Tag Archives: Linda Hunt

Kindergarten Cop (1990, Ivan Reitman)

Apparently, Ivan Reitman didn’t think anyone would be familiar with Arnold Schwarzenegger and, therefore, Schwarzenegger would need a big introduction as a tough guy in a movie called Kindergarten Cop. So the first fifteen minutes are a terrible cop movie, wasting cinematographer Michael Chapman on something less realistic than a syndicated eighties cop show.

Once Pamela Reed shows up as Schwarzenegger’s partner, however, Cop starts getting interesting. The cast is full of real actors–Reed, Linda Hunt, Penelope Ann Miller–people who casting Schwarzenegger against doesn’t seem right. So Reitman then goes out of his way to establish Schwarzenegger as a real person–an Austrian immigrant and so on.

While there is potential for a serious movie in Cop, except the first fifteen minutes, Reitman does succeed. He makes Schwarzenegger appealing and touching even. Schwarzenegger, as an undercover cop, doesn’t have to be too good because insincerity is part of his role. It just matters having great performances opposite him and Miller, Hunt and Reed fulfill that requirement.

And Schwarzenegger is good with the kids.

The Oregon location helps a lot too, as does Chapman’s cinematography. Reitman’s mediocre as far as composition, but he doesn’t do bad (except a couple pointless zoom shots).

Reed’s hilarious as Schwarzenegger’s partner, but also able to bring an edge to it. Hunt’s similar as the school principal. Miller doesn’t have a lot to do for a while, but once she does, she’s excellent.

It’s long and front-heavy, but Cop, surprisingly, works out well.

2/4★★

CREDITS

Directed by Ivan Reitman; screenplay by Murray Salem, Herschel Weingrod and Timothy Harris, based on a story by Salem; director of photography, Michael Chapman; edited by Wendy Greene Bricmont and Sheldon Kahn; music by Randy Edelman; production designer, Bruno Rubeo; produced by Brian Grazer and Reitman; released by Universal Pictures.

Starring Arnold Schwarzenegger (Detective John Kimble), Penelope Ann Miller (Joyce Palmieri), Pamela Reed (Detective Phoebe O’Hara), Linda Hunt (Miss Schlowski), Richard Tyson (Cullen Crisp), Carroll Baker (Eleanor Crisp), Joseph Cousins & Christian Cousins (Dominic Palmieri), Jayne Brook (Zach’s mother), Richard Portnow (Captain Salazar), Tom Kurlander (Danny), Alix Koromzay (Cindy) and Cathy Moriarty (Sylvester’s mother).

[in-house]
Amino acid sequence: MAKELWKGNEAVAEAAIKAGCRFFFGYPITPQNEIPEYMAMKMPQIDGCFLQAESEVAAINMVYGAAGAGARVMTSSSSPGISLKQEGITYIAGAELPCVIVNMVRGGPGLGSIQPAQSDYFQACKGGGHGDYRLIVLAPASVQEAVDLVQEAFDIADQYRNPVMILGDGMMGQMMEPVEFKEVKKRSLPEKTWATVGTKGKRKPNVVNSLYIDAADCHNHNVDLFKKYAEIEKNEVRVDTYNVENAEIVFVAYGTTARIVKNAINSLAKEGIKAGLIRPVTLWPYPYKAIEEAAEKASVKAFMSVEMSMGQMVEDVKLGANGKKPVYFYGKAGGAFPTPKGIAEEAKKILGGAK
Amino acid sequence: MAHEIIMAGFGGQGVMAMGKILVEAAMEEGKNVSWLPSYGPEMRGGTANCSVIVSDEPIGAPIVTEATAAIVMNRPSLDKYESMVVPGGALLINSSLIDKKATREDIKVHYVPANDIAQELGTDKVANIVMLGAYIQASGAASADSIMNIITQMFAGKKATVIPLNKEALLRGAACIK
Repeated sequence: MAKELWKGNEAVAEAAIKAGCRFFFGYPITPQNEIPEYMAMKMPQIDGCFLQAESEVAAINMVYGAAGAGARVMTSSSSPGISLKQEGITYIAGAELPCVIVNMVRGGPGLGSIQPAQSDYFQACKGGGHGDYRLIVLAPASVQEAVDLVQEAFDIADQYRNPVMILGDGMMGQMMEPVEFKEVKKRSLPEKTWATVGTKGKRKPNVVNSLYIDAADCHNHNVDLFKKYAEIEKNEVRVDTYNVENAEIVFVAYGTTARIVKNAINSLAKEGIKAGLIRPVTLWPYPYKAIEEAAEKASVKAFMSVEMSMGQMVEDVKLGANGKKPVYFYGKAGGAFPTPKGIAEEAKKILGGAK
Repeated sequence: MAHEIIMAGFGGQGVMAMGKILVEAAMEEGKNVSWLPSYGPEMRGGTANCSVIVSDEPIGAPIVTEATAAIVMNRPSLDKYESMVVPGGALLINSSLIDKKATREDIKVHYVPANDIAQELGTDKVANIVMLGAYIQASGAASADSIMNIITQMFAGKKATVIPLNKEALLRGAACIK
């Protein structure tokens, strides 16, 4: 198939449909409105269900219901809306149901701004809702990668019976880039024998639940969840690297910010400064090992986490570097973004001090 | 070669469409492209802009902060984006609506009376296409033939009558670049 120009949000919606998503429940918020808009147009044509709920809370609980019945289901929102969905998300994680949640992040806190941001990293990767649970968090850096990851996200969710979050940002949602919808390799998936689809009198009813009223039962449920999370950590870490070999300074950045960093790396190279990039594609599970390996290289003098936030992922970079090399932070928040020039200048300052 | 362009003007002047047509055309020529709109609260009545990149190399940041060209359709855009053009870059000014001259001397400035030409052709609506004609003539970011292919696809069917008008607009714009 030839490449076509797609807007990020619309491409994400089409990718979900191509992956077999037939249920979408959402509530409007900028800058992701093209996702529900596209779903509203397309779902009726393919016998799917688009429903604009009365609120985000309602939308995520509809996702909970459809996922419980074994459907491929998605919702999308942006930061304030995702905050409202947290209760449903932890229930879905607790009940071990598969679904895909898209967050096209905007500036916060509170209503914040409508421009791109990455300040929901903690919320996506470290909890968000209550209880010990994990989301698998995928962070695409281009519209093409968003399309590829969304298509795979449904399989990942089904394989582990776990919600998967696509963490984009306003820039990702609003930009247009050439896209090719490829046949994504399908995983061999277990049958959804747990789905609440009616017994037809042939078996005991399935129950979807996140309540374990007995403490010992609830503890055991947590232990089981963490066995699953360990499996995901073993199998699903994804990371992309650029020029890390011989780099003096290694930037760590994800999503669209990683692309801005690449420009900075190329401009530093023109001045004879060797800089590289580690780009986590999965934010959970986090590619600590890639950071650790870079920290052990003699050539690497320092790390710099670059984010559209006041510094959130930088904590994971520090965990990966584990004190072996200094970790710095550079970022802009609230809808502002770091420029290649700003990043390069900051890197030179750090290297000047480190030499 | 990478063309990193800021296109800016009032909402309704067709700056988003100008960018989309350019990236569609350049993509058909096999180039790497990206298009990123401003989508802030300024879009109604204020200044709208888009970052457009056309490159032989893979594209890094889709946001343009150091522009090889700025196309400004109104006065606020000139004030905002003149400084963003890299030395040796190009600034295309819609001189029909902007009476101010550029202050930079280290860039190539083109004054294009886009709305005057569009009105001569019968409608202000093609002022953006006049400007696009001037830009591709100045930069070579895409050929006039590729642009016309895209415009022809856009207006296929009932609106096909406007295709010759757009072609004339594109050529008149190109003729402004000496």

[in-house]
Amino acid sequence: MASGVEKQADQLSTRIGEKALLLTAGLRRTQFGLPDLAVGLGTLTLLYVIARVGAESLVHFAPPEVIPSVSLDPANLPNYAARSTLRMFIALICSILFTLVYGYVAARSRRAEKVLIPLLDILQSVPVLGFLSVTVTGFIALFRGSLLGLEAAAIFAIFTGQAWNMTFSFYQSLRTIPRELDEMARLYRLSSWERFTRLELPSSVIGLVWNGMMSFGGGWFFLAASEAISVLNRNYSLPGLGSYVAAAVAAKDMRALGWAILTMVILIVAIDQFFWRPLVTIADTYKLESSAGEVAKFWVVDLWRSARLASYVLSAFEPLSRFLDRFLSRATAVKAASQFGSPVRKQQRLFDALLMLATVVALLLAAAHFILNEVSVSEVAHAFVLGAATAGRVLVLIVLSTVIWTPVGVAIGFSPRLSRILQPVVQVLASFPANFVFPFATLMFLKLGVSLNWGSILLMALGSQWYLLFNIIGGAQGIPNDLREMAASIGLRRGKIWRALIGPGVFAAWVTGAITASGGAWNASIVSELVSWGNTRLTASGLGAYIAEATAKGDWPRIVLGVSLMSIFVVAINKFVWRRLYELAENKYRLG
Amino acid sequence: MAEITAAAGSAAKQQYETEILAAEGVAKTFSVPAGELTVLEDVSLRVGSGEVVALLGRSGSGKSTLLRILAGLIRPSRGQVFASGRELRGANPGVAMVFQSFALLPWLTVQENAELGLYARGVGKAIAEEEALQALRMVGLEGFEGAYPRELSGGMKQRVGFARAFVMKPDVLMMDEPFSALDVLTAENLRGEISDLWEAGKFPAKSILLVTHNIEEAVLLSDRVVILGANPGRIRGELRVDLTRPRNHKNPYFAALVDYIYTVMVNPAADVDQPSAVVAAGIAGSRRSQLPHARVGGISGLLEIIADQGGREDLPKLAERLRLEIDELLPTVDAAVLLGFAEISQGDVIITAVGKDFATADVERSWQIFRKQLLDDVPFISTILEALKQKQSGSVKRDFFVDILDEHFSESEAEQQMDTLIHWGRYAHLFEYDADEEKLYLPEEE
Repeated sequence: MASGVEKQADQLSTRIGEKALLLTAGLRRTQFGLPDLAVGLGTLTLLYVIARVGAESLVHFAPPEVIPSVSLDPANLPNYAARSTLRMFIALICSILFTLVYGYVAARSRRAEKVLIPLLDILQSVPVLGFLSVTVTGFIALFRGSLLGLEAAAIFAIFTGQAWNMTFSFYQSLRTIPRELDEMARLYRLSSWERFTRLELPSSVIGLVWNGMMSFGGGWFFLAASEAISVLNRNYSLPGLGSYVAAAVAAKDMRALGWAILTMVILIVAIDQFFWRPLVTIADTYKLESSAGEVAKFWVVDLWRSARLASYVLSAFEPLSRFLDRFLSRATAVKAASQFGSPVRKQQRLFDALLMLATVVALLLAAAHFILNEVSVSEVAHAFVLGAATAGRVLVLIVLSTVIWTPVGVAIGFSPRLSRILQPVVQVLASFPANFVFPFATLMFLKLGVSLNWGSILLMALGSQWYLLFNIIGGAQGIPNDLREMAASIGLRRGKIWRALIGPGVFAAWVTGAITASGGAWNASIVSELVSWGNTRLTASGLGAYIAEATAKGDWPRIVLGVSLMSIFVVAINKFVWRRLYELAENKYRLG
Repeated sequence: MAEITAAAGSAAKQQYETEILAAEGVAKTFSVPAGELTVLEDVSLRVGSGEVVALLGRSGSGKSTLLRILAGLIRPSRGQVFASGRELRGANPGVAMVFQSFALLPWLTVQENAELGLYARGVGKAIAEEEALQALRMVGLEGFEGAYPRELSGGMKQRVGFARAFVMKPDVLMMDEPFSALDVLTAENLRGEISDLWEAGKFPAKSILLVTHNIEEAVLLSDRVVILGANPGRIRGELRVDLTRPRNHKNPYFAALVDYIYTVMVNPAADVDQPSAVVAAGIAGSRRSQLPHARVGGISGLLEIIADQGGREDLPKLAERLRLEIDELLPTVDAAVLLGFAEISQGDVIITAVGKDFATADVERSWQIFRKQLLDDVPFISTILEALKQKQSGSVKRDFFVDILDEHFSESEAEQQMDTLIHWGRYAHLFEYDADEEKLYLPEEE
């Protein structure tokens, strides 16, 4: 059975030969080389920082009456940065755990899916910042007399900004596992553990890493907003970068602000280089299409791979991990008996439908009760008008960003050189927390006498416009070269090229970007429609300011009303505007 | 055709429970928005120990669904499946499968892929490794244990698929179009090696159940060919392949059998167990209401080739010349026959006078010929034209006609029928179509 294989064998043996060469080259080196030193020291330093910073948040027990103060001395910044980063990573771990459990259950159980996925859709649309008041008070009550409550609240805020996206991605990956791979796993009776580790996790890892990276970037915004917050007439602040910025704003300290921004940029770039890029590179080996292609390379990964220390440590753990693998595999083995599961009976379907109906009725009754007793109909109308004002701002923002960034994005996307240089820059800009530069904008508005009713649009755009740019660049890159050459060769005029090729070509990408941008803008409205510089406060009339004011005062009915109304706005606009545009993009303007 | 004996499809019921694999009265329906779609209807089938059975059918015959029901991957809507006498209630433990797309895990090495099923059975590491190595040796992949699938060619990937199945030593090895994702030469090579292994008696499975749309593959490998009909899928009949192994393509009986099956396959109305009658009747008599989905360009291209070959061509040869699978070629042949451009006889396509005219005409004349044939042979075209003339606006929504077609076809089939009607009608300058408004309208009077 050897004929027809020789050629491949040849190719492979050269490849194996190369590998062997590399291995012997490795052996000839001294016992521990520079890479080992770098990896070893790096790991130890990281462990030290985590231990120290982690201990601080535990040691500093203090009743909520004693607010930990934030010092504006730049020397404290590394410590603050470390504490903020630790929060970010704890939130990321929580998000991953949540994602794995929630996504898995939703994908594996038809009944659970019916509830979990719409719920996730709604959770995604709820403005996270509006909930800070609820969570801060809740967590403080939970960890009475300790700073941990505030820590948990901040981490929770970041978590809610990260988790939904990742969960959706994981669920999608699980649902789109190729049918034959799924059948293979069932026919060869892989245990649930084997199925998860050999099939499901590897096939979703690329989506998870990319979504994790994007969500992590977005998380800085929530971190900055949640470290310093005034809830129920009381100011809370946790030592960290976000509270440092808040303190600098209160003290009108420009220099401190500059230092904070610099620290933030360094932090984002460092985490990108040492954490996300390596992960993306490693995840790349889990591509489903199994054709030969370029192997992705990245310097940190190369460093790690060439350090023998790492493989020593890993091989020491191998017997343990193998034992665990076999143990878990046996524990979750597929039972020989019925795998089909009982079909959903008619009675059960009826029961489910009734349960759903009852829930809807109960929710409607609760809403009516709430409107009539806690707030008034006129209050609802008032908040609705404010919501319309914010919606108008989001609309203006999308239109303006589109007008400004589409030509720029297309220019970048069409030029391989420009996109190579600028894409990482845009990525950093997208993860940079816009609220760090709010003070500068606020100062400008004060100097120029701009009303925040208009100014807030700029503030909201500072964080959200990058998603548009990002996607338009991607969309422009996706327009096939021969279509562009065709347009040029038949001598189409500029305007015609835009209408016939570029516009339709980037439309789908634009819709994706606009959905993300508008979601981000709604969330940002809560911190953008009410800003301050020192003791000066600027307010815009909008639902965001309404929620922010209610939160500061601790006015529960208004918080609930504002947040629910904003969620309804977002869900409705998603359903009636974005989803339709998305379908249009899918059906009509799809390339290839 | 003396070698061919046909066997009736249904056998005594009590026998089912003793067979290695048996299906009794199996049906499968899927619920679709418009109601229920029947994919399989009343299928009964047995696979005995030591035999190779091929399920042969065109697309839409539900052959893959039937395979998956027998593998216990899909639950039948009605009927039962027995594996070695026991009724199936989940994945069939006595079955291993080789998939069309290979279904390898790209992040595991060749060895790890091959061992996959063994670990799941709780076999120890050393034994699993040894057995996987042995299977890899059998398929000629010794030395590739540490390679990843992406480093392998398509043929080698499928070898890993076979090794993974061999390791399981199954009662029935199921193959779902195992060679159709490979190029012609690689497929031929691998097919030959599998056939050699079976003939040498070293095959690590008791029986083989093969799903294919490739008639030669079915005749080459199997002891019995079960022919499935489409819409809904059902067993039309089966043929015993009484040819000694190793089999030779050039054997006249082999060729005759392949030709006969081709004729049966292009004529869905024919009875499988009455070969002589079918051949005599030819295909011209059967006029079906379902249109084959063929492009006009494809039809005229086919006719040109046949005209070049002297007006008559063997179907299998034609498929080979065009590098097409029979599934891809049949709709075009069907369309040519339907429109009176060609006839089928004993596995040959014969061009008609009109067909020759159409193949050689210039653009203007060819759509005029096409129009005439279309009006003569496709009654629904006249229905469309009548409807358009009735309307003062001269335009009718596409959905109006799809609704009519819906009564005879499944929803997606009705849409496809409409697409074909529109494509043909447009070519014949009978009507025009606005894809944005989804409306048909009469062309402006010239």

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The Relic (1997, Peter Hyams)

Considering Peter Hyams’s career as a director began in the early seventies, it’s strange to see him reference Alien and the 1976 King Kong—these films being made after he got his start.

The Relic has the one big problem of Hyams’s career overall—he photographs his films himself and he usually uses this “realistic” palette. That palette is often murky and gray and Relic fits the pattern. It’s unfortunate, not just because it makes scenes sometimes hard to understand (as people move through a dark museum, bumping into strange objects), but also because it cuts down on the film’s sensationalism. And, at its heart, The Relic is a solid, unambitious b movie.

Hyams’s direction—lighting aside—is good. He has fantastic shots and a good pace.

But what’s so good about the film is the acting. Hyams gets this personable, charming performance from Tom Sizemore, which is both a lot of fun and very interesting to see Sizemore essay. It’s against type for him and he excels at it.

Penelope Ann Miller gets top billing and she’s superb. She gets to do a lot (including run from a CG monster) and does it all well. She and Sizemore are great together—but she’s great with everyone in the film, whether Linda Hunt and James Whitmore as her mentors or Chi Muoi Lo as her academic adversary.

Lo is hilariously slimy.

The third act has problems—especially the tepid ending—but The Relic’s an okay monster thriller with excellent performances.

2/4★★

CREDITS

Directed and photographed by Peter Hyams; screenplay by Amy Holden Jones, John Raffo, Rick Jaffa and Amanda Silver, based on a novel by Douglas Preston and Lincoln Child; edited by Steven Kemper; music by John Debney; production designer, Philip Harrison; produced by Gale Anne Hurd and Sam Mercer; released by Paramount Pictures.

Starring Penelope Ann Miller (Dr. Margo Green), Tom Sizemore (Lt. Vincent D’Agosta), Linda Hunt (Dr. Ann Cuthbert), James Whitmore (Dr. Albert Frock), Clayton Rohner (Det. Hollingsworth), Chi Muoi Lo (Dr. Greg Lee), Thomas Ryan (Tom Parkinson), Robert Lesser (Mayor Robert Owen), Diane Robin (The Mayor’s Wife) and Lewis Van Bergen (John Whitney).


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